Home builders kept hammering through mild early-winter weather and depleted lumber dealers are stocking up for spring. Lumber futures have hit new all-time highs and are more than twice the typical winter price. Spot prices for southern yellow pine set records in January.
None of that has lifted the price of timber, which never recovered from the 2007 housing bust. Logs for softwood lumber averaged $22.50 a ton across the South last summer, the least since 1992, according to TimberMart-South, a pricing service affiliated with the University of Georgia’s forestry school.
“If you put inflation on it, it’s really sad,” said Mr. Hopkins, the Georgia timber grower. Adjusted for inflation, prices for the logs used to make lumber are at their lowest in more than 50 years.
Mr. Hopkins raises timber on a 25-year rotation to support himself and make payments to more than a dozen shareholders in the 109-year-old family business. Because the pines take about a quarter-century to be suitable for lumber, just 4% of the land produces income each year, though taxes are owed on every acre. He said it is like managing a store where he can only sell merchandise from a few shelves.
“We used to be considered wealthy,” he said. “I don’t see wealth. I see tax bills.”
Thousands of Southerners’ fortunes depend on timber prices. In Georgia, timberland owned by families and individuals covers roughly one-third of the state.
Georgia, like much of the Southeast, was thick with longleaf pine when British colonists arrived. The crown claimed the big timbers for ship masts. Trees were bled for their gummy sap to make turpentine. After U.S. independence, the Georgia legislature encouraged clearing for farms by offering 500 acres to settlers who built saw mills.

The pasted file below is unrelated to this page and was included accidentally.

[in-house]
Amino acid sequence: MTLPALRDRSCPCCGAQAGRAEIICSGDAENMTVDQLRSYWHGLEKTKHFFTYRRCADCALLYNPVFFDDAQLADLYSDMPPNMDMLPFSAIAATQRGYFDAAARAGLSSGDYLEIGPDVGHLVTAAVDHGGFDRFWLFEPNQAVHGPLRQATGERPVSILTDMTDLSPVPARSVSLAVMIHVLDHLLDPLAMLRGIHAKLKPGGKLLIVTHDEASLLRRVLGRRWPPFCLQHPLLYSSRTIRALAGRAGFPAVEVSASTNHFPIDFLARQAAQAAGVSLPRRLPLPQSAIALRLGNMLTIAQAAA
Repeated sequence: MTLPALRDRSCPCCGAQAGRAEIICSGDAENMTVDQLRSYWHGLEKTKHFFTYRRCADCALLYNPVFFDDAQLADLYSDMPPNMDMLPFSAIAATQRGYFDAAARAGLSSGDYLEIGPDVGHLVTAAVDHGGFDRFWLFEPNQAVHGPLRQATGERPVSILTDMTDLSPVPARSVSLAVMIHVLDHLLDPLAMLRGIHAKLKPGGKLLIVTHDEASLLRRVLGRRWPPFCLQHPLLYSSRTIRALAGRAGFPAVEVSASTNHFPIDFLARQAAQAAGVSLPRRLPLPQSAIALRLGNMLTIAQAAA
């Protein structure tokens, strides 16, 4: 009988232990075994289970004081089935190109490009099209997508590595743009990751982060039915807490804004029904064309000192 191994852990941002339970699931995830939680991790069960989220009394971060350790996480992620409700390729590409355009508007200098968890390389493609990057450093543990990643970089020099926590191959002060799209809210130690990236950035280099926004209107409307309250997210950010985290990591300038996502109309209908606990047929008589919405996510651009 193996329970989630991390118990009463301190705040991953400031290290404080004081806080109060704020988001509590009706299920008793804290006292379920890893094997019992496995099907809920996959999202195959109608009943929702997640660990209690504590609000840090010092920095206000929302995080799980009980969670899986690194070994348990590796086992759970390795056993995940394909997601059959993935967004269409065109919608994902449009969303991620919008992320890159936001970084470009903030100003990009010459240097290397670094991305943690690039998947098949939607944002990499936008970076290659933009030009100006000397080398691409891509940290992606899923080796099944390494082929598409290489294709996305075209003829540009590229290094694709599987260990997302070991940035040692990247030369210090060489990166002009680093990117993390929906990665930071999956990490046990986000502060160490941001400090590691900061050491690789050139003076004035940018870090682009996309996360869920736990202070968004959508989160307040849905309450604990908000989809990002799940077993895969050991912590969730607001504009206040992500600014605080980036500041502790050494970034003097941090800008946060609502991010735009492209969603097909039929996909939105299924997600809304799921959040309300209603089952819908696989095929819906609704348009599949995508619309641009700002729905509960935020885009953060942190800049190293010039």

great-great-great-great-great grandfather got 200 acres near the Ocmulgee River for serving in the Revolutionary War. The family added land over the years and by the 1980s, when the veterinarian took over, there were 1,200 acres.
Cotton and peanuts were too demanding for a practicing vet. Pine trees need little tending. Plus, the federal government was paying landowners to plant trees. Forestation initiatives meant to stop erosion and lift crop prices, such as the Conservation Reserve Program, promised annual payments for every farm acre planted over with trees.
Mr. Bembry was among the droves of Southerners who signed up. He planted mostly slash, a little longleaf, and he added another 800 acres.
The payments and restrictions on logging expired around 2000, just in time for a housing boom that pushed timber prices to highs. Mr. Bembry didn’t cut much of his timber, though.
“I liked looking at it,” he said. “And it was good for wildlife.”
Home prices crashed in 2007. Lumber and timber prices, too. The number of saw mills in the South had already been declining due to consolidation. The collapse in home construction hastened closures of small and less efficient mills. Today the region has about 250, down from more than 400 in 2000, according to TimberMart-South.